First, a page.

Presentation Type

Poster

Abstract

The Effects of Offseason Training on Special Olympics Athletes

Tayler Holder, Alex White

Department of Health and Human Performance

PURPOSE: Many Special Olympics athletes focus on sport specific preseason training and have no fitness programs in the offseason. The purpose of this study was to evaluate the effectiveness of individualized fitness programs on fitness levels of Special Olympics athletes.

METHODS: Participants were 3 Special Olympics athletes recruited from specialized exercise programs at the YMCA. Athletes were given an Athlete Pre-Program Survey and participated in field testing to assess their baseline needs. In the field we tested flexibility, strength, balance, and aerobic fitness levels by using the following tests: Back Saver Sit and Reach Test, Apley’s Test, Timed Sit-Stand Test, Partial Sit-up Test, Seated Push-up Test, Eyes Open and Eyes Closed Single Leg Stance, Multidirectional Functional Reach and the Three Minute Walk-Run Test. Based on the baseline assessment athletes were given an individualized exercise program and were retested after six weeks.

RESULTS: Our specific intervention focused on balance and aerobic fitness. We measured the greatest post-intervention improvement in these areas. We used the Cohen statistic to calculate the effect size, which measures the strength of the correlation between the intervention program and the recorded improvements. Effect Size is represented as Small (0.1-0.3), Medium (0.3-0.5), or Large (>0.5). A Large Effect Size was calculated for the following tests: Eyes Open Single Leg Stance (L/R), Eyes Closed Single Leg Stance (R), and the Three-Minute Walk/Run Distance.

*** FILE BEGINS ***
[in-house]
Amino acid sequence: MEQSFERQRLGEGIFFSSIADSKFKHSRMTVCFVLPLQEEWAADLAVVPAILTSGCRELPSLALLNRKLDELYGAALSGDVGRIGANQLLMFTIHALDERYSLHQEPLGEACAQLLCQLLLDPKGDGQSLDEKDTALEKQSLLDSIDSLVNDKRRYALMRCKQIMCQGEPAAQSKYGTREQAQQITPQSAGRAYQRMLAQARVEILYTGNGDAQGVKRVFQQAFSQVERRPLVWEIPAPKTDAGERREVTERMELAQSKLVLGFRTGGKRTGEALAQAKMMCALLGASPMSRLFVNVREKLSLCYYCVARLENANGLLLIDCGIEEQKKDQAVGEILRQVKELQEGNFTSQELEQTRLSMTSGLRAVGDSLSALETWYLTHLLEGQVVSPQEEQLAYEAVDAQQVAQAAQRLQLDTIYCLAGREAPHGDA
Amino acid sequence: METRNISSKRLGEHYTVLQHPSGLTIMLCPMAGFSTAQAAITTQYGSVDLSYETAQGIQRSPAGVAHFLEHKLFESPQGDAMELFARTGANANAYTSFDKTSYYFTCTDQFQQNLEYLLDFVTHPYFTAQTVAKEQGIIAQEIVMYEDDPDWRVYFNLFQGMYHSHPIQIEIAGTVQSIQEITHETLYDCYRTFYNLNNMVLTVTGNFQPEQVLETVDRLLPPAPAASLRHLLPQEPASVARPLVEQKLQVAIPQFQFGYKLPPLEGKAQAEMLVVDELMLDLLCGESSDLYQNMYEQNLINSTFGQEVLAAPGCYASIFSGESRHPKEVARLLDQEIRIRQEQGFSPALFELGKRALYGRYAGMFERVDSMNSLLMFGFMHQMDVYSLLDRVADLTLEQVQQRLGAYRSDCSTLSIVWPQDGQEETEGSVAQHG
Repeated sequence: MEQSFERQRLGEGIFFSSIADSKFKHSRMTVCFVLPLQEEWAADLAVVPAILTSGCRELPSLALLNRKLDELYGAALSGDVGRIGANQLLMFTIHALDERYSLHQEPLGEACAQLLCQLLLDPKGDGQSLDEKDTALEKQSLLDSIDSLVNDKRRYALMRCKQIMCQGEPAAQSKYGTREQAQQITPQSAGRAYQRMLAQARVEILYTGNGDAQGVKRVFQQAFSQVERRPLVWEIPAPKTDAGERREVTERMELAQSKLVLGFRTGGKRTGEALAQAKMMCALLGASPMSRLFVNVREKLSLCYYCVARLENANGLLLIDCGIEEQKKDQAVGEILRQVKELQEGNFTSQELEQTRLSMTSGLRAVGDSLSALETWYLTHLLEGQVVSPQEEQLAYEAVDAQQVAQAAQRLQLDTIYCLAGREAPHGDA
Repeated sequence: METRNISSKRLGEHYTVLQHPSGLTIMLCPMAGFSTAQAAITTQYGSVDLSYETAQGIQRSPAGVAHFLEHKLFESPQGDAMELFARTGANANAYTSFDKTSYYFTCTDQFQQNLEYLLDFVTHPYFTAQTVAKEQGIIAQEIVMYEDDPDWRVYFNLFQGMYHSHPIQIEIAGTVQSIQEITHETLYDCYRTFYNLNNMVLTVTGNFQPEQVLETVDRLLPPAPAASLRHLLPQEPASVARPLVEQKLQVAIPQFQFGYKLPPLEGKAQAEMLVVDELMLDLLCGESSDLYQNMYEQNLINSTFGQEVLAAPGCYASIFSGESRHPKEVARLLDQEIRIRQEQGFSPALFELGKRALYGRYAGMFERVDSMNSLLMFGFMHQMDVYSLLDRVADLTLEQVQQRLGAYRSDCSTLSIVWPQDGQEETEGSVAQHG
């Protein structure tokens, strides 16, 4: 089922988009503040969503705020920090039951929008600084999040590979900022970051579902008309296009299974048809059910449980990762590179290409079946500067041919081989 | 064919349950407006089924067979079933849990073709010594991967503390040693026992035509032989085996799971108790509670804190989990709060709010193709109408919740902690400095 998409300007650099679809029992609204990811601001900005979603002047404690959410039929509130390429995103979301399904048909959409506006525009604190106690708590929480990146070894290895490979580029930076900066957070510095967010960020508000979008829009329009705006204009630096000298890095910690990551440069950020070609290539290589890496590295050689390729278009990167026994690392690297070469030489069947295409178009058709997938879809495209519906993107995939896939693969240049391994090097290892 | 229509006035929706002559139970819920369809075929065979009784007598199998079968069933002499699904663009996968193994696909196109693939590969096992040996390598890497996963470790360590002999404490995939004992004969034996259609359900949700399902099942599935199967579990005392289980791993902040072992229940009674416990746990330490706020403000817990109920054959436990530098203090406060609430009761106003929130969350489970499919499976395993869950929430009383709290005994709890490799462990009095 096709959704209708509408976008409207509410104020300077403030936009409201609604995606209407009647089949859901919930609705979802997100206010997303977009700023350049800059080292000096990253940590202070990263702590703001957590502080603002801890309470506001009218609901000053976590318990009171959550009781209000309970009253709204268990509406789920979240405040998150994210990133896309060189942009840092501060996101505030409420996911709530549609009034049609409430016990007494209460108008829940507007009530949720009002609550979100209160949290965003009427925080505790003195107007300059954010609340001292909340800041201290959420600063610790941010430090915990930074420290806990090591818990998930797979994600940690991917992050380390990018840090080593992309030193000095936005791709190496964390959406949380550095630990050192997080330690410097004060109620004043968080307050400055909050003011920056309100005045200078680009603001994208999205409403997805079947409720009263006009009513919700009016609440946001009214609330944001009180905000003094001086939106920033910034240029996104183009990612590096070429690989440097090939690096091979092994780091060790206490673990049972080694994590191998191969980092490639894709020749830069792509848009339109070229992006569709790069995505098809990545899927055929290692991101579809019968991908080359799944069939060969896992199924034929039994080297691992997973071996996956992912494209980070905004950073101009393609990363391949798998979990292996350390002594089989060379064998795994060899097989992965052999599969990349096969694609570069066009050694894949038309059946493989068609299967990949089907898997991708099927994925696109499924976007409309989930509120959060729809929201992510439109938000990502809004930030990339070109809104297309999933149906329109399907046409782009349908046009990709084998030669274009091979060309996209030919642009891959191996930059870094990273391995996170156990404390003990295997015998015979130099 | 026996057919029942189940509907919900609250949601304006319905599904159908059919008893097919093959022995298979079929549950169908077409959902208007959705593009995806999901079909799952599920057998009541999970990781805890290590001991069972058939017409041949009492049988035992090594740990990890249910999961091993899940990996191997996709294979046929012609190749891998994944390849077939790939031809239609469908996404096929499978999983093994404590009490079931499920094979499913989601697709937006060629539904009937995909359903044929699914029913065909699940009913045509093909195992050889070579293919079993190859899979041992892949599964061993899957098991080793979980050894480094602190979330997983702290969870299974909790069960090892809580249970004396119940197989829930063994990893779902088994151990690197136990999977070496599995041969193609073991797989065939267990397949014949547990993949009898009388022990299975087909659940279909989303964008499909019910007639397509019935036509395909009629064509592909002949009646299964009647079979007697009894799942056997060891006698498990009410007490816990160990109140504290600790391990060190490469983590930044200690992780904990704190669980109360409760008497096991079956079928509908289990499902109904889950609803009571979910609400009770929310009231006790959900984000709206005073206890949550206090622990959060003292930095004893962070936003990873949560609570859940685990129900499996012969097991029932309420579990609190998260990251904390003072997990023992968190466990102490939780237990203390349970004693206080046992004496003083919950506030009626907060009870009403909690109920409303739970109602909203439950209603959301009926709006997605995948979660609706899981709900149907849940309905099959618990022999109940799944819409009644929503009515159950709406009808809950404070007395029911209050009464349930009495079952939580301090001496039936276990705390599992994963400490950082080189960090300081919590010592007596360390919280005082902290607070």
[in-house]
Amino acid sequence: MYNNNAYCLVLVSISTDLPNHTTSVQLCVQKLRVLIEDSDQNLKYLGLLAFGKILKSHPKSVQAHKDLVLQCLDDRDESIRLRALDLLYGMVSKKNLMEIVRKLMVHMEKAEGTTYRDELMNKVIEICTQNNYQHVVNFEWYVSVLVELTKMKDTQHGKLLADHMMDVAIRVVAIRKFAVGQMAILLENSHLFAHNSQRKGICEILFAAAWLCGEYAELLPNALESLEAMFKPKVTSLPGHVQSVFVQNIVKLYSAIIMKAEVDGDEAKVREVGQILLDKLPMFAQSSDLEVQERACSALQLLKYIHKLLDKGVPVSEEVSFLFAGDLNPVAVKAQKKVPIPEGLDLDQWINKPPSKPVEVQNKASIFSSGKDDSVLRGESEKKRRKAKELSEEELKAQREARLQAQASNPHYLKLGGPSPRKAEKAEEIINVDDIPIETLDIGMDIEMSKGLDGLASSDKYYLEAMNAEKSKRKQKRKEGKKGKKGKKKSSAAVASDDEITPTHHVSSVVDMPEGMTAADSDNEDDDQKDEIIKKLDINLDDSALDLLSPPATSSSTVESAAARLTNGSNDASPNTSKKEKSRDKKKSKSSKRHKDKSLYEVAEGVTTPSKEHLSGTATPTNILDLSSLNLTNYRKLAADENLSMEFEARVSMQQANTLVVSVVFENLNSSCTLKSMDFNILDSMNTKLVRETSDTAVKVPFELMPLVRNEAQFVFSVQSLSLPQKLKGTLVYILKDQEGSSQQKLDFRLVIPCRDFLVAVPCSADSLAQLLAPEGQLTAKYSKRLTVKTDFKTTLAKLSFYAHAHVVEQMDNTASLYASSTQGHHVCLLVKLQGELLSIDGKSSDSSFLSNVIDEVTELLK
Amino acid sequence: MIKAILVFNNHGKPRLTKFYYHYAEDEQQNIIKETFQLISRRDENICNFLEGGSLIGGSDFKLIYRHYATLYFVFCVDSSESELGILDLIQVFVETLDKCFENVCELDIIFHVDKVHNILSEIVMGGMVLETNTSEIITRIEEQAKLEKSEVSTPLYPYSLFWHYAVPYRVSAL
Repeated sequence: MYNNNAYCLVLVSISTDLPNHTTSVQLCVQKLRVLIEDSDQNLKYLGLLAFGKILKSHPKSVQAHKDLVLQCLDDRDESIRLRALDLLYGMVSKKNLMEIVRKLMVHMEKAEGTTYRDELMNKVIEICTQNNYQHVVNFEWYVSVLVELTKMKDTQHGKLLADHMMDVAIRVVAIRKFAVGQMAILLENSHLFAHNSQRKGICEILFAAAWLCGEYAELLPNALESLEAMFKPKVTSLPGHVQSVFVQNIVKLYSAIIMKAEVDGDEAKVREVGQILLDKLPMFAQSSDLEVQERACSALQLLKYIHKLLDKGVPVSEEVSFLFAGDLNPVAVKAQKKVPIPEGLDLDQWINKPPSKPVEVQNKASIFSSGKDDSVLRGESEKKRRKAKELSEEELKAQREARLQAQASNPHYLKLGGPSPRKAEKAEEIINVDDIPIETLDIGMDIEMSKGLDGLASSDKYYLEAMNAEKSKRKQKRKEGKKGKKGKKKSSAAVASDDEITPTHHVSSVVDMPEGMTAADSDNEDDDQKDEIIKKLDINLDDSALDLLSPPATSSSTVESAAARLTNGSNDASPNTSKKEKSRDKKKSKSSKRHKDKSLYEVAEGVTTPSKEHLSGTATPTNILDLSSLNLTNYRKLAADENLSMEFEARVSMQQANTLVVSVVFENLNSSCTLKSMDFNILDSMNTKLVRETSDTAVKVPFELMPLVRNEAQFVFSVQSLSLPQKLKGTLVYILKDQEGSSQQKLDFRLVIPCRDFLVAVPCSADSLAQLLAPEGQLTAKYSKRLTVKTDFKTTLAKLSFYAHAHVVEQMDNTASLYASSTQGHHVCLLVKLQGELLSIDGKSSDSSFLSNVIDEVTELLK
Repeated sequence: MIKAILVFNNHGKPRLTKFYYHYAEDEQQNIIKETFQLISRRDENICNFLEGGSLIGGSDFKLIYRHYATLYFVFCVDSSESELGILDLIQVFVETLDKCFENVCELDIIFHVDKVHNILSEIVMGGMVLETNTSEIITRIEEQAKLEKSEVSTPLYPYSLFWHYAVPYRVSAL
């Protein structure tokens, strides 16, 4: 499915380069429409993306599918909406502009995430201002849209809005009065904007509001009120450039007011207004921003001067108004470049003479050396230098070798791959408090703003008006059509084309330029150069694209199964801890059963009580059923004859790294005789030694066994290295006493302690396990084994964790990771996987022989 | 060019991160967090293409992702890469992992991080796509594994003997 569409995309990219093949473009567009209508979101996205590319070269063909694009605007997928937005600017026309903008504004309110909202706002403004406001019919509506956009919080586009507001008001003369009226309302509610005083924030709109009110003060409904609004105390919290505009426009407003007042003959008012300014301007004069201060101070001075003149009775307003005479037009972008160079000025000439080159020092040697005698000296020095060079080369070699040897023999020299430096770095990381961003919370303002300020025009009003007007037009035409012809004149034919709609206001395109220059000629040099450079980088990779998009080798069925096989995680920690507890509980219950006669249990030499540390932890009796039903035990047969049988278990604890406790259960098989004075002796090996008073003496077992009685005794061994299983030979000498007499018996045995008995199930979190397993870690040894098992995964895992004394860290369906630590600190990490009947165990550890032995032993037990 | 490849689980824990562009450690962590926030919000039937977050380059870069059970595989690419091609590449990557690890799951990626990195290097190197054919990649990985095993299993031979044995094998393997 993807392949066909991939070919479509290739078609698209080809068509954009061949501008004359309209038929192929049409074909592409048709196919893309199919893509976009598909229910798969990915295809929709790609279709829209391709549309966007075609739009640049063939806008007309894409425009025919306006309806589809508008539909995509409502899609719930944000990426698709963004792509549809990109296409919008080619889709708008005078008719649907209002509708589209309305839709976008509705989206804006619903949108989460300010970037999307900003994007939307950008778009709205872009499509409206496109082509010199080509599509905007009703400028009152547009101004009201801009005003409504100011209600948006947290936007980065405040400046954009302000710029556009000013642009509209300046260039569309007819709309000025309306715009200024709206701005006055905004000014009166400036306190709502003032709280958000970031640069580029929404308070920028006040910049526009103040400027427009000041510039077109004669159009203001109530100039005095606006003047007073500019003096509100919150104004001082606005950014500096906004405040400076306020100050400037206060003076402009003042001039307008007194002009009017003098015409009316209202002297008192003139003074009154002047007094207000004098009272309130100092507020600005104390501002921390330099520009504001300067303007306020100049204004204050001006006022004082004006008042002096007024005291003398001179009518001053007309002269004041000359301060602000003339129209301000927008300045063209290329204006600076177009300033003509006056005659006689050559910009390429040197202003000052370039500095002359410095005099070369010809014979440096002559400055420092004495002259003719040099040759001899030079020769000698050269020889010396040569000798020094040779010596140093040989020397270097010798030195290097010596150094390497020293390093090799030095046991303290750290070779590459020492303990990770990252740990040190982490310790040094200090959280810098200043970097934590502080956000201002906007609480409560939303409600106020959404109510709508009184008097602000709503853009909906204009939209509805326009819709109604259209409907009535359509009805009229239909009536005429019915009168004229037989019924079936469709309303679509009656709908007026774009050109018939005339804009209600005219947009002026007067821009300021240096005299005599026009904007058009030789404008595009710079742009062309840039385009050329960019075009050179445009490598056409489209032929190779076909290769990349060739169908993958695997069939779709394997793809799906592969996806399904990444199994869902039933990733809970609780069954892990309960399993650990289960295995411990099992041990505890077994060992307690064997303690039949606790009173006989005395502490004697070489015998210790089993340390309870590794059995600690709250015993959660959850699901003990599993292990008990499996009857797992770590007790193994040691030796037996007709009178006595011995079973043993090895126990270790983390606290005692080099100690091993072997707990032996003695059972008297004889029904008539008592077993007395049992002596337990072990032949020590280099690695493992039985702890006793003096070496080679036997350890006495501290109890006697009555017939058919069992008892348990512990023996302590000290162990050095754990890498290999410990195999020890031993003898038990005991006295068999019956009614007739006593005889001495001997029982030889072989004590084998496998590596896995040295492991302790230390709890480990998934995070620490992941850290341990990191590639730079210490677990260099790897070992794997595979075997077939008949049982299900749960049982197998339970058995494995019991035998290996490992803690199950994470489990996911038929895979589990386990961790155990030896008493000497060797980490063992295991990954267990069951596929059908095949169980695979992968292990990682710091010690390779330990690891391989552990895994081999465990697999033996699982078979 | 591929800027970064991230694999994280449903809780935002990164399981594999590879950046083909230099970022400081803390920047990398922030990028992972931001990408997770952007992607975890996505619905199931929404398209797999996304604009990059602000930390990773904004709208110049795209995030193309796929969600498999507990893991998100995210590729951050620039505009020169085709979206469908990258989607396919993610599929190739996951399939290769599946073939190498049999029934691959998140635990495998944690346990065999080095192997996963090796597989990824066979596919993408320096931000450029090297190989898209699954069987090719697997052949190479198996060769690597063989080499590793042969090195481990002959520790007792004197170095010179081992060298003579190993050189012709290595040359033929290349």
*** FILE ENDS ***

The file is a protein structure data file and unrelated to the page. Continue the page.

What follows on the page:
CONCLUSION: From the improvements shown in the brief six week intervention, we found the program to be effective at increasing the fitness levels of our Special Olympic Athletes. We anticipate that there would be more significant improvements in balance, flexibility, strength and aerobic fitness in a longer program.

Category

Physical Sciences

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Apr 11th, 3:00 PM Apr 11th, 4:00 PM

The Effects of Offseason Training on Special Olympics Athletes

The Effects of Offseason Training on Special Olympics Athletes

Tayler Holder, Alex White

Department of Health and Human Performance

PURPOSE: Many Special Olympics athletes focus on sport specific preseason training and have no fitness programs in the offseason. The purpose of this study was to evaluate the effectiveness of individualized fitness programs on fitness levels of Special Olympics athletes.

METHODS: Participants were 3 Special Olympics athletes recruited from specialized exercise programs at the YMCA. Athletes were given an Athlete Pre-Program Survey and participated in field testing to assess their baseline needs. In the field we tested flexibility, strength, balance, and aerobic fitness levels by using the following tests: Back Saver Sit and Reach Test, Apley’s Test, Timed Sit-Stand Test, Partial Sit-up Test, Seated Push-up Test, Eyes Open and Eyes Closed Single Leg Stance, Multidirectional Functional Reach and the Three Minute Walk-Run Test. Based on the baseline assessment athletes were given an individualized exercise program and were retested after six weeks.

RESULTS: Our specific intervention focused on balance and aerobic fitness. We measured the greatest post-intervention improvement in these areas. We used the Cohen statistic to calculate the effect size, which measures the strength of the correlation between the intervention program and the recorded improvements. Effect Size is represented as Small (0.1-0.3), Medium (0.3-0.5), or Large (>0.5). A Large Effect Size was calculated for the following tests: Eyes Open Single Leg Stance (L/R), Eyes Closed Single Leg Stance (R), and the Three-Minute Walk/Run Distance.

CONCLUSION: From the improvements shown in the brief six week intervention, we found the program to be effective at increasing the fitness levels of our Special Olympic Athletes. We anticipate that there would be more significant improvements in balance, flexibility, strength and aerobic fitness in a longer program.